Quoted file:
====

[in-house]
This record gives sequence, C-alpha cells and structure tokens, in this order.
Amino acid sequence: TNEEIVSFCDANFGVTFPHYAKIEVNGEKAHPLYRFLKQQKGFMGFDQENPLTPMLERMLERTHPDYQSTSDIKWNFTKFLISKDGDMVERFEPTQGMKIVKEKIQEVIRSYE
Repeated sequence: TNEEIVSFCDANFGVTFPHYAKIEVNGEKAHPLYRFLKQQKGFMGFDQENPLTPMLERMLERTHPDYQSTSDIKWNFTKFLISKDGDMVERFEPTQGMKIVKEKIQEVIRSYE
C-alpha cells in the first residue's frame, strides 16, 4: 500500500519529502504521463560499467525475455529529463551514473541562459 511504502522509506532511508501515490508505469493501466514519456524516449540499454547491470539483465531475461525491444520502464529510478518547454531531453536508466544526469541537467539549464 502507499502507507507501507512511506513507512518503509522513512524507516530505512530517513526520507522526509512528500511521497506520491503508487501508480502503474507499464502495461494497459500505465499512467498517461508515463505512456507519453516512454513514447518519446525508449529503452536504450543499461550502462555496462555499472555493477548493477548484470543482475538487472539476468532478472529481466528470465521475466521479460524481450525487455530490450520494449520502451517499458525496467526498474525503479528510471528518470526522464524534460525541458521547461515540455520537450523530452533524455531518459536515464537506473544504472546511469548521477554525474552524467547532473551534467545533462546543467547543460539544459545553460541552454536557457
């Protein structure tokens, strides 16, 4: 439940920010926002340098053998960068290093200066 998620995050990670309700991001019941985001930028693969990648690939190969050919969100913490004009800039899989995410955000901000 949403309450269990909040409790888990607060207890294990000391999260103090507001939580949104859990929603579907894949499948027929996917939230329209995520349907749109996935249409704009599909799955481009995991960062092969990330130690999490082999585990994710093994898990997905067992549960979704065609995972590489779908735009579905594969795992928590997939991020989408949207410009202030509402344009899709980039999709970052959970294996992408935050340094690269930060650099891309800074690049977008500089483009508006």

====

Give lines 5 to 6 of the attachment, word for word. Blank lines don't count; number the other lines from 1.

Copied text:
C-alpha cells in the first residue's frame, strides 16, 4: 500500500519529502504521463560499467525475455529529463551514473541562459 511504502522509506532511508501515490508505469493501466514519456524516449540499454547491470539483465531475461525491444520502464529510478518547454531531453536508466544526469541537467539549464 502507499502507507507501507512511506513507512518503509522513512524507516530505512530517513526520507522526509512528500511521497506520491503508487501508480502503474507499464502495461494497459500505465499512467498517461508515463505512456507519453516512454513514447518519446525508449529503452536504450543499461550502462555496462555499472555493477548493477548484470543482475538487472539476468532478472529481466528470465521475466521479460524481450525487455530490450520494449520502451517499458525496467526498474525503479528510471528518470526522464524534460525541458521547461515540455520537450523530452533524455531518459536515464537506473544504472546511469548521477554525474552524467547532473551534467545533462546543467547543460539544459545553460541552454536557457
């Protein structure tokens, strides 16, 4: 439940920010926002340098053998960068290093200066 998620995050990670309700991001019941985001930028693969990648690939190969050919969100913490004009800039899989995410955000901000 949403309450269990909040409790888990607060207890294990000391999260103090507001939580949104859990929603579907894949499948027929996917939230329209995520349907749109996935249409704009599909799955481009995991960062092969990330130690999490082999585990994710093994898990997905067992549960979704065609995972590489779908735009579905594969795992928590997939991020989408949207410009202030509402344009899709980039999709970052959970294996992408935050340094690269930060650099891309800074690049977008500089483009508006």